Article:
Bible Teaching Could Soon Become a Crime With 'Anti-Extremism Banning Orders'

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Bible teaching may soon be targeted as "extremism." (Flickr/Creative Commons)

Traditional Christian teaching could effectively be "criminalized" in some settings in Britain under David Cameron's plans for new anti-extremist banning orders, a top Anglican theologian and former Parliamentary draftsman has warned.

The Rev. Dr. Mike Ovey, a former lawyer and now principal of Oak Hill Theological College in London, a training school for Church of England clergy, said proposals for new "Extremism Disruption Orders" could be a "disaster area" for people from all the mainstream religions and none.

Mr. Cameron and Theresa May have signalled that the new orders, planned as part of the Government's Counter-Extremism Bill, would not curb the activities of radical Islamist clerics but the promotion of other views deemed to go against "British values" even if it is nonviolent and legal.

Ministers have defined British values in the past as including broad notions like democracy, tolerance and the rule of law.

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In a speech last month Mr. Cameron said that for too long Britain had been a "passively tolerant society" in which people were told "as long as you obey the law, we will leave you alone."

Dr. Ovey warned that unless the criteria are tightly defined, the orders could be used against almost anyone and would have a "chilling effect" on preachers and even call into question the curriculum of colleges such as his.

Even basic Christian tenets, such as the belief that Jesus is the Son of God, could be deemed to be offensive to other religions and branded un-British, he said.

It would also be easy to argue that there was a "clear trajectory" between, for example, teaching mainstream Christian ideas about subjects such as abortion and the actions of violent end-abortion groups, he added.

"It Doesn't Work"

Dr. Ovey, who worked as a parliamentary draftsman in the 1980s when anti-terror legislation to deal with the IRA threat was being framed, said: "They are going to say this is far-fetched and will never happen.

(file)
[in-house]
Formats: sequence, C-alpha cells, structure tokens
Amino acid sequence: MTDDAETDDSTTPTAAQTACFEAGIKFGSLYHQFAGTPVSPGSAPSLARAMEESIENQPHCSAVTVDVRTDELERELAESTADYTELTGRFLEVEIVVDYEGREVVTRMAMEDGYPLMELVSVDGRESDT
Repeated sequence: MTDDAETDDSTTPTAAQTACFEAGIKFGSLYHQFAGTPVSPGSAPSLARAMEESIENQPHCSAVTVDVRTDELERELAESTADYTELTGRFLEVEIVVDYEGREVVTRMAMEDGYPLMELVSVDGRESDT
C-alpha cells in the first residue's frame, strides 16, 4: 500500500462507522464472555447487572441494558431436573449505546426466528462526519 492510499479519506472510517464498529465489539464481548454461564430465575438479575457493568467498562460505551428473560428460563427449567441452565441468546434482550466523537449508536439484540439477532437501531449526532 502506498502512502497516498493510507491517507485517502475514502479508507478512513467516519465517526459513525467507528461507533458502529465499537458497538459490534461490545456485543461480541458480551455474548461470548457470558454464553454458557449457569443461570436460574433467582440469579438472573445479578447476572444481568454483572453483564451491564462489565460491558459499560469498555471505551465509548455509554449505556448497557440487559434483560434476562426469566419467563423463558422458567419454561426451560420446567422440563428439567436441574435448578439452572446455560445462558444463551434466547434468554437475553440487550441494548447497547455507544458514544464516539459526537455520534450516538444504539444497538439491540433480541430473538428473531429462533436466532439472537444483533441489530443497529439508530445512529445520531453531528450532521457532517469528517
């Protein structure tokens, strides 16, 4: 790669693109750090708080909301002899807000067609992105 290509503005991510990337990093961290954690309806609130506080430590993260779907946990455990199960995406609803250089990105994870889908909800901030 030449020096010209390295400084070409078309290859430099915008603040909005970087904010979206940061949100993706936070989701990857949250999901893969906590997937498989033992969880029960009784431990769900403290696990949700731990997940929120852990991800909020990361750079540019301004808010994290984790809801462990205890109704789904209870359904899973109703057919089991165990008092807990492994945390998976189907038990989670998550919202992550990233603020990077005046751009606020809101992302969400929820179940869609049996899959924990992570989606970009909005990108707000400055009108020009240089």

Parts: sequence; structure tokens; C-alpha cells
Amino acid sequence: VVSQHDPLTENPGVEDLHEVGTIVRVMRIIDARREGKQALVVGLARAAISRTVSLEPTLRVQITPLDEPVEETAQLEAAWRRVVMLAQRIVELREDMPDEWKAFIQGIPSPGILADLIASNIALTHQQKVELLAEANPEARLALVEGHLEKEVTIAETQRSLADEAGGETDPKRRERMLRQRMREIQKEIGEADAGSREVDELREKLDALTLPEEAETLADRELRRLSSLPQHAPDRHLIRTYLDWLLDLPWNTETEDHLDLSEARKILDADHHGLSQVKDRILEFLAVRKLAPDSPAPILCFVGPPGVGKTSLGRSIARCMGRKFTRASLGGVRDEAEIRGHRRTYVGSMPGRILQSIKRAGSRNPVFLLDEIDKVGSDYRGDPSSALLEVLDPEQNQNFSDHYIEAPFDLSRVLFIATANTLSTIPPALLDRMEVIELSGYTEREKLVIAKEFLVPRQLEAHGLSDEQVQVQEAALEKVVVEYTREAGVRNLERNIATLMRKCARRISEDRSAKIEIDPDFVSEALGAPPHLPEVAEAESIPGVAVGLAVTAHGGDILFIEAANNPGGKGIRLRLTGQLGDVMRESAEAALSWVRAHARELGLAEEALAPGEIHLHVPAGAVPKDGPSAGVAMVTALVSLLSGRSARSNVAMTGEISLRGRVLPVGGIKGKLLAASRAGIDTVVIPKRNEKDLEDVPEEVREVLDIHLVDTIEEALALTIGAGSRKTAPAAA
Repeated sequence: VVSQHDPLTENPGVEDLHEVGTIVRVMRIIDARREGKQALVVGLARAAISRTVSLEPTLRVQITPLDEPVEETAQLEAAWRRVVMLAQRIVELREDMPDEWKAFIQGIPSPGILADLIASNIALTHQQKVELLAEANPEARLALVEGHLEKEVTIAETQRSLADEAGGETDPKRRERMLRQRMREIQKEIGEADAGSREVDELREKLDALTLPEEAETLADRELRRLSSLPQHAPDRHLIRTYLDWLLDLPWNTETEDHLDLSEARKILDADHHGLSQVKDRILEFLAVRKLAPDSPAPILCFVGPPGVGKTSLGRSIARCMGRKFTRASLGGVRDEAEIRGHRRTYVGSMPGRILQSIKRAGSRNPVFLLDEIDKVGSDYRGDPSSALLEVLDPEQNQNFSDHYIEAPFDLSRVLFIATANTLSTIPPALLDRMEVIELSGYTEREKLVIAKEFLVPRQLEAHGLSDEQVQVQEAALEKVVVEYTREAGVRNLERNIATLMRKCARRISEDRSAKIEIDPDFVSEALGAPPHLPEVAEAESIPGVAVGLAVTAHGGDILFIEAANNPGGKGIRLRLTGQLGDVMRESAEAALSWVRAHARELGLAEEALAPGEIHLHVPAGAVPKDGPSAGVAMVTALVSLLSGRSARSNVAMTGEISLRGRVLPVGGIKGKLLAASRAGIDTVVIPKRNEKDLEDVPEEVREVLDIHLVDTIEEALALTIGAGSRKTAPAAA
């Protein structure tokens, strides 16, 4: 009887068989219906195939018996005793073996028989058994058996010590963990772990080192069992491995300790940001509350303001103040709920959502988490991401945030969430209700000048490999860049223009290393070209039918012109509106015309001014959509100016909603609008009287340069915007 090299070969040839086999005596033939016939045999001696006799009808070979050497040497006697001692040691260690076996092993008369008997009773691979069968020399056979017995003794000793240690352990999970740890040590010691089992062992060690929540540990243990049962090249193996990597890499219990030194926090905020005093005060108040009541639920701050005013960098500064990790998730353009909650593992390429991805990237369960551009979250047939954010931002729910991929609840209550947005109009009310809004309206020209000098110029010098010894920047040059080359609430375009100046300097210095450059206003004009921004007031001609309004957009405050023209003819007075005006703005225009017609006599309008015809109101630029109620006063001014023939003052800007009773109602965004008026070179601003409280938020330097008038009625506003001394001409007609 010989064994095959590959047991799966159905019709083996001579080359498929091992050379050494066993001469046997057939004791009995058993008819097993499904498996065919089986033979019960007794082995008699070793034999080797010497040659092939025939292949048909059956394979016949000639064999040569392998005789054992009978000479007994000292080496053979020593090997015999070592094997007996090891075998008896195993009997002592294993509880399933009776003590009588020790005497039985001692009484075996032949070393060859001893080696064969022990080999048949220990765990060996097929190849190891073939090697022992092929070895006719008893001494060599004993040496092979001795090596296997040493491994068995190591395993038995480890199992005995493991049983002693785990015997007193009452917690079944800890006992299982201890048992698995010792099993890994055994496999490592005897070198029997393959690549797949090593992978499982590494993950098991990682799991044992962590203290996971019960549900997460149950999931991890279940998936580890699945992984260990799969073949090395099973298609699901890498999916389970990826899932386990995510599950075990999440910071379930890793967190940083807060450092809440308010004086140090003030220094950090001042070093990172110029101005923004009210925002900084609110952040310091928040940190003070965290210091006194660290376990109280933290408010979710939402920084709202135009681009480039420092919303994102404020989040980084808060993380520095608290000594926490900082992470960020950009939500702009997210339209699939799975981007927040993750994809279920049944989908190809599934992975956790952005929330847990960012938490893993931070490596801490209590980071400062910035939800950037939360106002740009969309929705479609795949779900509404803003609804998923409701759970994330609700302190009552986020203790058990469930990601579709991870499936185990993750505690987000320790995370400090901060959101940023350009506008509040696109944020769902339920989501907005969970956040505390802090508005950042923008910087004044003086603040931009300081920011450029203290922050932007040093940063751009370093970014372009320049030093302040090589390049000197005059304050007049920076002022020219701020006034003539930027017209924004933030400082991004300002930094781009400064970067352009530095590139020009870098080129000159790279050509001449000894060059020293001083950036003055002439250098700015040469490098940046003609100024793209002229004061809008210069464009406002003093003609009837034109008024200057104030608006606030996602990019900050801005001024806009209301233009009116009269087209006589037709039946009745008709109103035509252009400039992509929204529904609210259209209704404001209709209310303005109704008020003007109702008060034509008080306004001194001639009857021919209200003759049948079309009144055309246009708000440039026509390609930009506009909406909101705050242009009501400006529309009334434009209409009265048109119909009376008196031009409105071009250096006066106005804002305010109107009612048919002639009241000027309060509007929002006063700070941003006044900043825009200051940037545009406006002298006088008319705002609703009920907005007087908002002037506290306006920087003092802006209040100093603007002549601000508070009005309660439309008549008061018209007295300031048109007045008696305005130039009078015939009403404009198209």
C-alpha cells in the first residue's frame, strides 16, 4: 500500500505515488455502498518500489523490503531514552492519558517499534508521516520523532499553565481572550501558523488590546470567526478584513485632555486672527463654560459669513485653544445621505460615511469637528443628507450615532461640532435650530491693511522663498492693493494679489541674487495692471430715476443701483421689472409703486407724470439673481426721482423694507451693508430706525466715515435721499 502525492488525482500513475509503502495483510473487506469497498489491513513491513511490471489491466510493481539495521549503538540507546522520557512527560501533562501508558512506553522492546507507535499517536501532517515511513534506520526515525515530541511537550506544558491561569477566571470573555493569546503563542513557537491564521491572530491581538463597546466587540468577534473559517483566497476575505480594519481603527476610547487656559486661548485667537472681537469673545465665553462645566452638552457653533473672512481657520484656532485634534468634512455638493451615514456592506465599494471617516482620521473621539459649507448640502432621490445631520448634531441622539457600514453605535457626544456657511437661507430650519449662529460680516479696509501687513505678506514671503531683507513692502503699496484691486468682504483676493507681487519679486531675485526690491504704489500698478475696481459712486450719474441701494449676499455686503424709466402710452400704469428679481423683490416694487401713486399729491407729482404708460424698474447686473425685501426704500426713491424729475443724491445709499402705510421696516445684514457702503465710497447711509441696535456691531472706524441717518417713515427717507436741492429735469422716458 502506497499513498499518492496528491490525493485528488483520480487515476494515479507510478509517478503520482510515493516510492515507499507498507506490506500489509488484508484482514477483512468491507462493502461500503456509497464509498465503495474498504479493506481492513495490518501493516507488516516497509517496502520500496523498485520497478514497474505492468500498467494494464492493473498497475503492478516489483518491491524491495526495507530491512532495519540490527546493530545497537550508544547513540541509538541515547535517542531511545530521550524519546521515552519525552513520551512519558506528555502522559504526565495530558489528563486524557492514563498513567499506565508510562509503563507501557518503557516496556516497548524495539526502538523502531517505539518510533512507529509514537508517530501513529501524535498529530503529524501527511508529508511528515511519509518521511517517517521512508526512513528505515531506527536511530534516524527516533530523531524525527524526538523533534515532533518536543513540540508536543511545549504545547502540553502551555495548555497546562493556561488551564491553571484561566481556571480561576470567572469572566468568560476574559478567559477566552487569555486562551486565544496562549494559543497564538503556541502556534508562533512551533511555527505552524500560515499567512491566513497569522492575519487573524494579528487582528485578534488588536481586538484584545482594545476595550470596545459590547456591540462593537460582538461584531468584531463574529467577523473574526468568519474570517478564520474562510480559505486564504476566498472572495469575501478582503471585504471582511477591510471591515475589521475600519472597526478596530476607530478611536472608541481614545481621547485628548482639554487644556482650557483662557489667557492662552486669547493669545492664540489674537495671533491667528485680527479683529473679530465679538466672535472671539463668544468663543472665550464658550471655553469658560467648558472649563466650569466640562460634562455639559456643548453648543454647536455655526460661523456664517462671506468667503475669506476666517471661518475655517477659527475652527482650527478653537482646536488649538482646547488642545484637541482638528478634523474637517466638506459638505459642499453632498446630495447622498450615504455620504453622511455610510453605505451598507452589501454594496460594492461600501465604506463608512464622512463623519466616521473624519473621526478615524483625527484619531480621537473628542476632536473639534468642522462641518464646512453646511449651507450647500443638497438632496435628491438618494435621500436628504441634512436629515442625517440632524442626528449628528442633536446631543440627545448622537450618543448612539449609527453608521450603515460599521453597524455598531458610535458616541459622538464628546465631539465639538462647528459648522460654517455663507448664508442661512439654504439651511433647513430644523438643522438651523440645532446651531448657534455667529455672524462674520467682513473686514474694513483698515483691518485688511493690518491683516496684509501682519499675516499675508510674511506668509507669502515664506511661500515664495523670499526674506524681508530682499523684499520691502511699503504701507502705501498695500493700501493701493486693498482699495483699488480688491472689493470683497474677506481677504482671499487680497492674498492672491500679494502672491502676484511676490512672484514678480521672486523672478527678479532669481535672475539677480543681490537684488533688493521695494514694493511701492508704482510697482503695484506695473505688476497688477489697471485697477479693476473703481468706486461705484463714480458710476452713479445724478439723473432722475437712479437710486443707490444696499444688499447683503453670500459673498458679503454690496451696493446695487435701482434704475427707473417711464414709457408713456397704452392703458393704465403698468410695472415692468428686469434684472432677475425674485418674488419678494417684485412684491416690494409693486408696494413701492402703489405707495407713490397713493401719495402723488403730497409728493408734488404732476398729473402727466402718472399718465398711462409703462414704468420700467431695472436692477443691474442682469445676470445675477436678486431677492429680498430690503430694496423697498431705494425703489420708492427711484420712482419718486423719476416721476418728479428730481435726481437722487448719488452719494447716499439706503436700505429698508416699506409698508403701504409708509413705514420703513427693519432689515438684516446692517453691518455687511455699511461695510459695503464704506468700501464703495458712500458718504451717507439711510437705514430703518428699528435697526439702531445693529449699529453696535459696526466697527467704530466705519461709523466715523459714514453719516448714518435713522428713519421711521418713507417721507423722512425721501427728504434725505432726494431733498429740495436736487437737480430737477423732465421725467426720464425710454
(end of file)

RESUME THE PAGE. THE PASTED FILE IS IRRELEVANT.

"That is essentially a government saying, 'Trust us with your civil liberties.'

"I would say frankly human experience tells us the last thing you ever want to do is trust a government with your civil liberties."

"The government is going around saying it is all a time of national emergency.

"I think I want to say we have been there before and got the T-shirt. It doesn't work."

It follows a series of recent cases of Christian street preachers being arrested by overzealous police after complaints by people who claimed their traditionalist message was homophobic or condemnatory.

His comments came as alliance free-speech campaigners, including faith groups and atheists, prepare to launch a new campaign against the plan.

Last week Lord Blencathra, the Conservative peer, told the Lords that the orders could open the door to "idiot police forces arresting a couple of ladies from the WI and a traditionalist Church of England vicar who has said something radical—for example, that he actually believes in God."

"But where do the problems really lie?" he said.

"Do we have Buddhist suicide bombers? Are there Free Presbyterians beheading Roman Catholics in Benbecula? Are there jihadi Jehovah's Witnesses? Of course not, so who then deserves to be caught in this wide net of extremists?"

"A Disaster Area"

Dr. Ovey added: "We don't know what British values are other than whatever Theresa May decides on the particular Monday when she wakes up and has to make one of these orders.

"Having an inclusive definition is hopeless from a legal point of view."

He went on: "Is a police officer going to listen to me saying that Jesus is the only way in a Muslim part of the East End?

"There is always the argument that it will be OK on the night, yes you might be arrested but you will be released—but there is always the thought that you won't be.

"The thing with a law like this is that there are going to be some people saying, 'I'm not going to run the risk,' and someone like me who is going to run the risk is going to look more extreme.

"As a lawyer I think it is a disaster area and as a Christian believer and teacher I think it is a disaster area.

"There has got be a better way to do it."

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